• Carrie

      Make that 8 hours like 8am to 4pm from start to pulling it out of the oven, let it rest for 30 minutes, drain(save juices if u want to make gravy),&shred.. I make green chili burritos, enchiladas, and BBQ sandwiches all out of the same roast .. Or just whip up the gravy and eat it on the meat !

  12. Jason

    My personal favorite thing to smoke is duck. Also, experiment with your smoking material – I like to smoke with tea also.

    185 seems to a really high temperature to cook meat to…especially if it’s left on the grill til then, considering meat will still gain temperature once removed from the heat. That may be your preference, though – FDA site says non-ground (and non-poultry) meat can be safely removed at 145; .Ground meat should be 160 minimum, poultry 165 minimum. I’ve noticed celebrity chefs and cookbooks sometimes give you lower numbers. Your mileage may vary.

    Hi Jason, you only need to cook the pork to 145°F for it to be safe to eat. But you do need to cook it to 195°F if you want it to be fall apart tender. Otherwise, your pork shoulder is going to be rather tough. ~Elise

  13. Juicingpedia

    Thank You!

    This summer I have been eating so many bbq smoked pork sandwiches at get togethers and outings. I have never smoked pork myself and did not even know where to start.

    This guide was perfect.

    Thanks again!

  14. joe

    Great job! I followed your recipe and it was superb! I gave you 4 stars, what else can I say.

    Bon Apetite!

  15. Terry


    A little hint. You can easily add an internal thermometer to your grill. They are readily available as replacement equipment but all you need to do is have a hole the size of the thermometer stem, stick the new thermometer into the hole and secure it with the included bolt.

    Well worth the bother and very easy to control the temp inside your grill box.

    I use mine all the time for rotisserie grilled chicken @ a perfect 400*. Better than store bought and you can use your own rubs making the chicken your own creation.

  16. tom

    sounds good to me, i was suprised to see you mention “santa maria style” rub. is this also good on tri tip?

    Yes, it is designed for a tri tip, but you can also use it on a pork shoulder roast. ~Elise

  17. chip

    That is a nice looking butt, great bark, almost better looking bark then alot of smokers I have used. If you go the Materbilt route make sure you inspect the door before you take it out of the store, some have hadith door alignment. I wouldo recommend the digital thermostat . Keep in mind It may be off by as much as 10 to 20 degrees so you need to test it with a QUALITY thermometer and adjust the reading in your mind accordingly. As for smoke, rule of thumb, a handfull of chips an hr for the first three hours. At hour 4 to 7 (dependng on size and color (get a barrst) pull meat out and wrap in heavy foil for remainder of cook time. this is for a cook temp of 225, a 7 to 9 lb butt should be good to go in 12 to 14 hrs. let it come to about 205 degrees…you will be rewarded. You can also cook the butt a bit hotter, 350 for 4 to 6 hours again depending. Myron Mixon does his competition pulled pork in this manner tender and not quite as juicy I think.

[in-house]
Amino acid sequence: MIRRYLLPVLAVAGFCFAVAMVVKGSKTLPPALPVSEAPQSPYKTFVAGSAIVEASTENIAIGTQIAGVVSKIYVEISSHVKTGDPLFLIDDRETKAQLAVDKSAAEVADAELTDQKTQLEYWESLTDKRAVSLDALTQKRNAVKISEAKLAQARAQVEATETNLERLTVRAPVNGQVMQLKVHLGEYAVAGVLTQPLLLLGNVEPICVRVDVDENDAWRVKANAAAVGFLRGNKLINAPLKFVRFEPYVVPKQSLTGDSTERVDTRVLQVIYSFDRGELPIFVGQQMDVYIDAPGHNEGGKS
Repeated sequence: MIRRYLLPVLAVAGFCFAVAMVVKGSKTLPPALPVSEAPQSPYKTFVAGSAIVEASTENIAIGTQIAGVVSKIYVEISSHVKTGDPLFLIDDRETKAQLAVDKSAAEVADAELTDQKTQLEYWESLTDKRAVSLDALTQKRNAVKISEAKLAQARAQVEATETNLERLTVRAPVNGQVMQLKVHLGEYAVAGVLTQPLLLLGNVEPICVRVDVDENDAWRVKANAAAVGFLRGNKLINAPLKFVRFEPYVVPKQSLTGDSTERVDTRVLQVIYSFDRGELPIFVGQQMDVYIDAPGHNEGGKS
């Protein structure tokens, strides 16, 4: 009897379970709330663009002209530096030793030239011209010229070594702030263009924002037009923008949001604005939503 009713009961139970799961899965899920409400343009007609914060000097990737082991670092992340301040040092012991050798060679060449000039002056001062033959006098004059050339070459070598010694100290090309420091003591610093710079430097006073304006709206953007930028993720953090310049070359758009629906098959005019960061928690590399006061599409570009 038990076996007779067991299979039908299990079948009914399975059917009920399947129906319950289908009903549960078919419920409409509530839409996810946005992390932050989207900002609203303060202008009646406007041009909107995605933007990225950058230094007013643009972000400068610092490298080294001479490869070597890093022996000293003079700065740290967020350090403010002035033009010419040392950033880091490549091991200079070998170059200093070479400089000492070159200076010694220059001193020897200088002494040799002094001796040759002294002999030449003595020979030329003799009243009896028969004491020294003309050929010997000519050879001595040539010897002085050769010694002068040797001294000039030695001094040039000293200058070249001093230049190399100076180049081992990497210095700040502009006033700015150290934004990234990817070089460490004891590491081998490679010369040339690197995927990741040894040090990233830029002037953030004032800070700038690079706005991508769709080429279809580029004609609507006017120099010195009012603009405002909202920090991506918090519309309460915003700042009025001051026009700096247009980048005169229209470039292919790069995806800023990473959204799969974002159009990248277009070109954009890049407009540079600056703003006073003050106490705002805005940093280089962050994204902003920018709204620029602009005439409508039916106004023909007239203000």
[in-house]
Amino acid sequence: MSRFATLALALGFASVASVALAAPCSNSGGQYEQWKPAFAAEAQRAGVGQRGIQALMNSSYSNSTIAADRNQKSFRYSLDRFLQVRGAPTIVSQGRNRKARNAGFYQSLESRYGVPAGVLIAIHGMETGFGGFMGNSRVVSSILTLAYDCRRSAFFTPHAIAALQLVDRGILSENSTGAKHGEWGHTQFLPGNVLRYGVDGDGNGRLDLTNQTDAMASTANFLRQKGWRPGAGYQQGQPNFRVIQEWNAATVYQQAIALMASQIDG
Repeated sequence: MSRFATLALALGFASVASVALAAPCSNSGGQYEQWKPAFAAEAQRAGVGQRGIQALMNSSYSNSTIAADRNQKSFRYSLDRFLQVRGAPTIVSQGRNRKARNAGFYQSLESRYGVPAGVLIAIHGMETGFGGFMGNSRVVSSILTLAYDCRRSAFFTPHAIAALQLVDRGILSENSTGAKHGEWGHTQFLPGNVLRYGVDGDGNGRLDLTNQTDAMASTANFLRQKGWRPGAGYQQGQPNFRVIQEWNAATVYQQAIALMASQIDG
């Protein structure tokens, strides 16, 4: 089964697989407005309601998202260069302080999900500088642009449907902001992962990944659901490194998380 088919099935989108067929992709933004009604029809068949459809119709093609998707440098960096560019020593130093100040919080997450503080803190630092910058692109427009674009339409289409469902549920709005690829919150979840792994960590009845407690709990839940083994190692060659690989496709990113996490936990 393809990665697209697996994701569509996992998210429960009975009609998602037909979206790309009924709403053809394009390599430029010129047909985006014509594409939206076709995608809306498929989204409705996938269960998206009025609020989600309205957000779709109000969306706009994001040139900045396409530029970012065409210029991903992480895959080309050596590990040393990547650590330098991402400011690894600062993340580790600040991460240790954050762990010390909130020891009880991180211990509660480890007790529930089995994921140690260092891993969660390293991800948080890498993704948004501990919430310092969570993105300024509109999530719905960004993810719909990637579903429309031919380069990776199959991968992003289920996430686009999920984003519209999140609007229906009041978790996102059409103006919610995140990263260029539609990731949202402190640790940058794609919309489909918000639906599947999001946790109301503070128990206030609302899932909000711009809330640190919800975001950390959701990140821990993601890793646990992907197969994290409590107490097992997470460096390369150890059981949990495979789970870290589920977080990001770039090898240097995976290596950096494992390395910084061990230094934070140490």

18. cardshoot

    You might also try using a couple of disposable aluminum pans to aid in clean up and to collect drippings to make an awesome sauce with real smoke flavoring. The size I use come in packs of two. If you use the pans you can simply use one for helping to maintain a lower temperature by putting water in it as suggested. In the other use a roasting rack to hold the meat up out of the liquid and use apple juice in this pan, a half gallon bottle of juice will do and the apple juice will pick up the smokey flavor from the drippings as well as from just being in the grill. Use as much as possible under the meat, just so the meat isn’t sitting in the juice, more can be added later if needed, and if the other pan is directly over the heat put some apple juice in the water in it too or just use apple juice instead of water, but be aware it can raise the boiling point and thus the grill temperature slightly. If you are spending the time and money a couple of more dollars for a bottle of juice is well spent.